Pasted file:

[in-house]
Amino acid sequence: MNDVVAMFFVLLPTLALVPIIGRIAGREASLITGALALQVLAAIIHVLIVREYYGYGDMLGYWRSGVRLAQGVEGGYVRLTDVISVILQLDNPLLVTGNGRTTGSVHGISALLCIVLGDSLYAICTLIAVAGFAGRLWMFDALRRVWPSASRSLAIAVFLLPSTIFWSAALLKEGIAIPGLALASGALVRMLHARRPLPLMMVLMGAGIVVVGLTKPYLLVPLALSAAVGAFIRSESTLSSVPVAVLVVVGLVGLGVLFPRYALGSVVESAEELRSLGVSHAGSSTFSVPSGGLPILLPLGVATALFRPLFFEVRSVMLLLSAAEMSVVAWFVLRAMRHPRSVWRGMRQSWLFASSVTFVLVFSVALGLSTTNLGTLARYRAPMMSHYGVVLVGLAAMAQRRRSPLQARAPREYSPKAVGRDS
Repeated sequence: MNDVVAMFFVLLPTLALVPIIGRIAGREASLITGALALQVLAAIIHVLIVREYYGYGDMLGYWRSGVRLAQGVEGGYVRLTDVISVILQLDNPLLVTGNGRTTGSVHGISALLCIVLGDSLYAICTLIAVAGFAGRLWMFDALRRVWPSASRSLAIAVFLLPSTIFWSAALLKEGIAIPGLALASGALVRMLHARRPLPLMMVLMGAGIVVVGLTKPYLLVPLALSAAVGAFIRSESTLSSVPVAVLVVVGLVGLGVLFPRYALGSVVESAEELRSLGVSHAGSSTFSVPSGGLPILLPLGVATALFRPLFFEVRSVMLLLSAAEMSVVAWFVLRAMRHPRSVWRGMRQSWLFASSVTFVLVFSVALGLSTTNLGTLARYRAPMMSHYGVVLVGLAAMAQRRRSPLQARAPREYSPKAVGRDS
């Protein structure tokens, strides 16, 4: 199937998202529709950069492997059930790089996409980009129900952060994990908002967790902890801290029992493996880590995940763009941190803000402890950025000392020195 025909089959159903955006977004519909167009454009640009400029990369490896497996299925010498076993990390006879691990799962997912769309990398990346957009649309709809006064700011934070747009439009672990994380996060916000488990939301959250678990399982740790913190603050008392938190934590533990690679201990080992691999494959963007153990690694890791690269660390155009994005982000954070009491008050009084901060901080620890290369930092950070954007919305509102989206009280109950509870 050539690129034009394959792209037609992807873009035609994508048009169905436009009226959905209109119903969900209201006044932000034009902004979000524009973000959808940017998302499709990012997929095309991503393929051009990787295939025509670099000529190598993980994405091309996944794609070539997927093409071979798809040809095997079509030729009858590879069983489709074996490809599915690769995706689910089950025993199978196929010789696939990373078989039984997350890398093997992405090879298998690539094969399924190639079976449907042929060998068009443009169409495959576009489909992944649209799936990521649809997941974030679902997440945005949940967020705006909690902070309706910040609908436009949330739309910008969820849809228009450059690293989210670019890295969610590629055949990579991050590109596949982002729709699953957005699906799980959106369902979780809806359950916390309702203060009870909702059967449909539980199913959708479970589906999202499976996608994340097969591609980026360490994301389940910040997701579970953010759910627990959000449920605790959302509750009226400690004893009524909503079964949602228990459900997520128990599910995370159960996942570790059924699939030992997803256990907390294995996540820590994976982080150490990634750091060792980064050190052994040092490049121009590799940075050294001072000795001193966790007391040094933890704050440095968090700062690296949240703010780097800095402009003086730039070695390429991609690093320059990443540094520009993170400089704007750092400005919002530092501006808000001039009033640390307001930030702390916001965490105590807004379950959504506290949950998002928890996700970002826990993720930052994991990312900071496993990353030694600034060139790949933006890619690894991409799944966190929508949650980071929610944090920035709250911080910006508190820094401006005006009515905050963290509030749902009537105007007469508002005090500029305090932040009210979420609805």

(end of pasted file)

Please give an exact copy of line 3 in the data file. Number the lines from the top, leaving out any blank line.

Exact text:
Repeated sequence: MNDVVAMFFVLLPTLALVPIIGRIAGREASLITGALALQVLAAIIHVLIVREYYGYGDMLGYWRSGVRLAQGVEGGYVRLTDVISVILQLDNPLLVTGNGRTTGSVHGISALLCIVLGDSLYAICTLIAVAGFAGRLWMFDALRRVWPSASRSLAIAVFLLPSTIFWSAALLKEGIAIPGLALASGALVRMLHARRPLPLMMVLMGAGIVVVGLTKPYLLVPLALSAAVGAFIRSESTLSSVPVAVLVVVGLVGLGVLFPRYALGSVVESAEELRSLGVSHAGSSTFSVPSGGLPILLPLGVATALFRPLFFEVRSVMLLLSAAEMSVVAWFVLRAMRHPRSVWRGMRQSWLFASSVTFVLVFSVALGLSTTNLGTLARYRAPMMSHYGVVLVGLAAMAQRRRSPLQARAPREYSPKAVGRDS